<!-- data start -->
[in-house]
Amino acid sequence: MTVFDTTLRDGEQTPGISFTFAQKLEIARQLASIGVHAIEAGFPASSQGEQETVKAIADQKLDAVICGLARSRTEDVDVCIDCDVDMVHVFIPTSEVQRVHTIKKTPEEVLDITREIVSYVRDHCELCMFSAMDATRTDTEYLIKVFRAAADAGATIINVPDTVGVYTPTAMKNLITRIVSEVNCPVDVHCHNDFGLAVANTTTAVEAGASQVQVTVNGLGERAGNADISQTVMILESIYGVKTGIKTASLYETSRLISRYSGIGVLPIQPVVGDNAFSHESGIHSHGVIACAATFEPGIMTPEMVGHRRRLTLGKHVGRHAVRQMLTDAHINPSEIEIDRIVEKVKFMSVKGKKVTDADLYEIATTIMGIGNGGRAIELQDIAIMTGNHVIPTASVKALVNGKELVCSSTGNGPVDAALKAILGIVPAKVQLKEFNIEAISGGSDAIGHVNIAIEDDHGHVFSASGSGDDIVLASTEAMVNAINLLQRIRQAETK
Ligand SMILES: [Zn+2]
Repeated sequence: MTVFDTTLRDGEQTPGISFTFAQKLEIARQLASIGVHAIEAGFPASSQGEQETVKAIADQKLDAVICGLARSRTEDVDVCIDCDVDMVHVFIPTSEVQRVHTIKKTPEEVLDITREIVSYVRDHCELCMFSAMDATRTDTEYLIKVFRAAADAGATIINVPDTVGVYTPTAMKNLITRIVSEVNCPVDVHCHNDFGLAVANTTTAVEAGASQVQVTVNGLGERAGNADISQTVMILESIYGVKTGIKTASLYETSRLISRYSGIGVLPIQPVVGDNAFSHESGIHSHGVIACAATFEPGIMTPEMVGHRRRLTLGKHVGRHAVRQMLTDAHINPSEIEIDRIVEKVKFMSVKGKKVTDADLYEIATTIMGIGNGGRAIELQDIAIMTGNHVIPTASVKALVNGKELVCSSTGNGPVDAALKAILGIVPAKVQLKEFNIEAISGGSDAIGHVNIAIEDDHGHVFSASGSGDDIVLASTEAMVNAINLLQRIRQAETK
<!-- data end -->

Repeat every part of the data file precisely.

[in-house]
Amino acid sequence: MTVFDTTLRDGEQTPGISFTFAQKLEIARQLASIGVHAIEAGFPASSQGEQETVKAIADQKLDAVICGLARSRTEDVDVCIDCDVDMVHVFIPTSEVQRVHTIKKTPEEVLDITREIVSYVRDHCELCMFSAMDATRTDTEYLIKVFRAAADAGATIINVPDTVGVYTPTAMKNLITRIVSEVNCPVDVHCHNDFGLAVANTTTAVEAGASQVQVTVNGLGERAGNADISQTVMILESIYGVKTGIKTASLYETSRLISRYSGIGVLPIQPVVGDNAFSHESGIHSHGVIACAATFEPGIMTPEMVGHRRRLTLGKHVGRHAVRQMLTDAHINPSEIEIDRIVEKVKFMSVKGKKVTDADLYEIATTIMGIGNGGRAIELQDIAIMTGNHVIPTASVKALVNGKELVCSSTGNGPVDAALKAILGIVPAKVQLKEFNIEAISGGSDAIGHVNIAIEDDHGHVFSASGSGDDIVLASTEAMVNAINLLQRIRQAETK
Ligand SMILES: [Zn+2]
Repeated sequence: MTVFDTTLRDGEQTPGISFTFAQKLEIARQLASIGVHAIEAGFPASSQGEQETVKAIADQKLDAVICGLARSRTEDVDVCIDCDVDMVHVFIPTSEVQRVHTIKKTPEEVLDITREIVSYVRDHCELCMFSAMDATRTDTEYLIKVFRAAADAGATIINVPDTVGVYTPTAMKNLITRIVSEVNCPVDVHCHNDFGLAVANTTTAVEAGASQVQVTVNGLGERAGNADISQTVMILESIYGVKTGIKTASLYETSRLISRYSGIGVLPIQPVVGDNAFSHESGIHSHGVIACAATFEPGIMTPEMVGHRRRLTLGKHVGRHAVRQMLTDAHINPSEIEIDRIVEKVKFMSVKGKKVTDADLYEIATTIMGIGNGGRAIELQDIAIMTGNHVIPTASVKALVNGKELVCSSTGNGPVDAALKAILGIVPAKVQLKEFNIEAISGGSDAIGHVNIAIEDDHGHVFSASGSGDDIVLASTEAMVNAINLLQRIRQAETK